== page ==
DETROIT, Sept 30 (Reuters) - Detroit should be able to access capital markets and borrow at a rate of around 5 percent after it exits bankruptcy, as long as its tax revenue remains stable, a city consultant said on Tuesday.
But even as Kenneth Buckfire, president of restructuring firm Miller Buckfire & Co, testified about the factors that will help Detroit woo investors, he said the city will have to educate the municipal bond market about the “New Detroit,” once it exits the largest-ever municipal bankruptcy.
Buckfire, in testimony in U.S. Bankruptcy Court, said that the markets will respond well to Detroit’s paring of its liabilities from $10 billion to $3 billion, 10-year cost certainties, and post-bankruptcy oversight.
Judge Steven Rhodes is currently conducting a hearing to determine the fairness and feasibility of Detroit’s bankruptcy plan, part of which includes a $325 million exit facility financed through Barclays.
The facility will first be a private placement of variable-rate notes with the bank for 150 days, after which Barclays will sell the debt publicly. That five-month period will give Detroit the opportunity to present its post-bankruptcy conditions to rating agencies and investors, Buckfire said.
According to Buckfire, 5 percent is within a reasonable range for Detroit to expect to pay in interest. That is lower than yields demanded by investors for debt of troubled credits such as Puerto Rico, but still accounts for some risks Detroit could confront, he said.
The bankruptcy plan lays out how Detroit will reduce employee pension and retiree healthcare costs, making the city a better credit than other municipalities that have not addressed those liabilities, Buckfire added.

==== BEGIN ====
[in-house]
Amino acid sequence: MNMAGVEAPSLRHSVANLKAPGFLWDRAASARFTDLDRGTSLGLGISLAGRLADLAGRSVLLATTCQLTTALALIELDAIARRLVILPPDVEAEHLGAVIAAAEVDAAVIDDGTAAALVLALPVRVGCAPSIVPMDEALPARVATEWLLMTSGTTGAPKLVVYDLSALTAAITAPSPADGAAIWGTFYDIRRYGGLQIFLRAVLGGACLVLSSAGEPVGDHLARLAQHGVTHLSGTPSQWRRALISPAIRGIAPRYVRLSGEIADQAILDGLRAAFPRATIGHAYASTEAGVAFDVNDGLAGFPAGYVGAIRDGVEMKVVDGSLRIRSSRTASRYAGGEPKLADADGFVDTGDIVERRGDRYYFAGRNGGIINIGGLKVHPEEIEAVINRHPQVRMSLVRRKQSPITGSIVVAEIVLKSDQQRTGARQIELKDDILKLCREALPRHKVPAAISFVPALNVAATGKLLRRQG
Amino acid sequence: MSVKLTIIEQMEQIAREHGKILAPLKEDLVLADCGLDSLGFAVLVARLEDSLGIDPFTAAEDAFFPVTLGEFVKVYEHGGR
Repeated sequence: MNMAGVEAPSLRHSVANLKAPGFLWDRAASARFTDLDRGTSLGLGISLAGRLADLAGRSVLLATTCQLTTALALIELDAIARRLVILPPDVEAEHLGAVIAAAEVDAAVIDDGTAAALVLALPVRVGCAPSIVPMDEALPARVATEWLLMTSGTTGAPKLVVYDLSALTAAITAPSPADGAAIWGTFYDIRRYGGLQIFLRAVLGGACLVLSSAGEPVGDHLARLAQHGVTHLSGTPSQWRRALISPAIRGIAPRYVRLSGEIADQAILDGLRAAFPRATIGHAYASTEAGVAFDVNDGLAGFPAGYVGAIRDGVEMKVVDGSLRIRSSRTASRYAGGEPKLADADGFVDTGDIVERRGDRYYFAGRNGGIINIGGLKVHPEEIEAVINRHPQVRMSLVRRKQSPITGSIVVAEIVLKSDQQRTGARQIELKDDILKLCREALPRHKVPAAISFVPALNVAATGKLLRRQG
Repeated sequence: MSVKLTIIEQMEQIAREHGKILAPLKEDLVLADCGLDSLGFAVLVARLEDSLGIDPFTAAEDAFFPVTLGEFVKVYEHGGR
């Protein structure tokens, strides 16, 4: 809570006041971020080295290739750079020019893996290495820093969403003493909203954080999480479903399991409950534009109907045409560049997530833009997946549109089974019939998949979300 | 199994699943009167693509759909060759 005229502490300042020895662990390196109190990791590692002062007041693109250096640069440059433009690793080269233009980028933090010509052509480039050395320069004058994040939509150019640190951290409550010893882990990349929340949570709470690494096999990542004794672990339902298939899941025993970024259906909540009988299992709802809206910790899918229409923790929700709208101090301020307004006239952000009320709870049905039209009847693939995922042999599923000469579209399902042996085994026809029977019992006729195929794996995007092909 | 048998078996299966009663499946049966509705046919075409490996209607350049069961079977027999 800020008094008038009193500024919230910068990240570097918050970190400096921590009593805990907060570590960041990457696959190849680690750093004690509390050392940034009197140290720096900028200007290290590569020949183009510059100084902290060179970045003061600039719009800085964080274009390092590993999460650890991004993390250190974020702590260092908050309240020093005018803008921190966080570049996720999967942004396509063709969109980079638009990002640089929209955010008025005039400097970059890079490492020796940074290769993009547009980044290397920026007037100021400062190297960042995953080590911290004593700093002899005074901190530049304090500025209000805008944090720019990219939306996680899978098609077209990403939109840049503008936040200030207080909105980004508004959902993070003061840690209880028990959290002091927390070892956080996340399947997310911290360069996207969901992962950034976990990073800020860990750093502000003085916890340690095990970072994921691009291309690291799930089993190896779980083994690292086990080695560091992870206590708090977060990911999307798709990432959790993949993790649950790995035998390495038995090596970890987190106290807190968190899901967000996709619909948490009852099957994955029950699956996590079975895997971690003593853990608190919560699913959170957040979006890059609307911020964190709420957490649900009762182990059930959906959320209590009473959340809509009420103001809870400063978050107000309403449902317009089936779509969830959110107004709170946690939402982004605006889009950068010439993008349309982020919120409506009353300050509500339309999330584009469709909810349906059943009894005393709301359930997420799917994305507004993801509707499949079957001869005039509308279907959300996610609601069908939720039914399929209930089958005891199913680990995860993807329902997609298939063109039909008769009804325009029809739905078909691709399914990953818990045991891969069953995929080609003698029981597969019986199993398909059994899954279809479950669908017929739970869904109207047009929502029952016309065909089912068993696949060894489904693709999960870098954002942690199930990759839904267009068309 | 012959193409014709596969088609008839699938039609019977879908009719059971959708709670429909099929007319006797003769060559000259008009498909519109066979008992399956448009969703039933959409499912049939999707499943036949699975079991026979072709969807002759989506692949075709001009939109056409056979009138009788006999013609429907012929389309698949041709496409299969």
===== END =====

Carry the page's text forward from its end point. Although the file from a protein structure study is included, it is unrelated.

“The fundamental risk the city is facing” in capital markets is uncertainty over the stability of its tax revenue, he said.
There are few indicators how the $3.7 trillion U.S. municipal bond market will greet borrowing by the city that broke all records on municipal bankruptcy.
Detroit in August sold $1.8 billion of sewer and water revenue bonds offered with mostly 5 percent coupons. The bonds, paid off with revenue from Detroit’s regional system and largely insured, were snapped up by investors. Detroit has not issued any general obligation bonds since filing for bankruptcy in July 2013.
“It is too early to tell whether or not Detroit would be able to go back into the market and pay about 5 percent after coming out of bankruptcy,” said Municipal Market Data analyst Daniel Berger. “Detroit is also hard to read because not much of its debt trades.”
After filing for bankruptcy, the city defaulted on certain limited and unlimited-tax general obligation bonds it considered unsecured.
Buckfire said Barclays drew on the market to make a $120 million loan to Detroit earlier this year, and the deal was four times oversubscribed. He also said that with municipal issuance running low, there is strong buyer demand for bonds. Still, he repeatedly mentioned that reception will depend on how Detroit tells its “credit story.”
Berger, of MMD, a Thomson Reuters company, said the 5 percent debt cost was “doubtful under current market conditions, but this market is hungry for tax-exempt, high-yield paper.”
Additional reporting by Karen Pierog in Chicago; Editing by Leslie Adler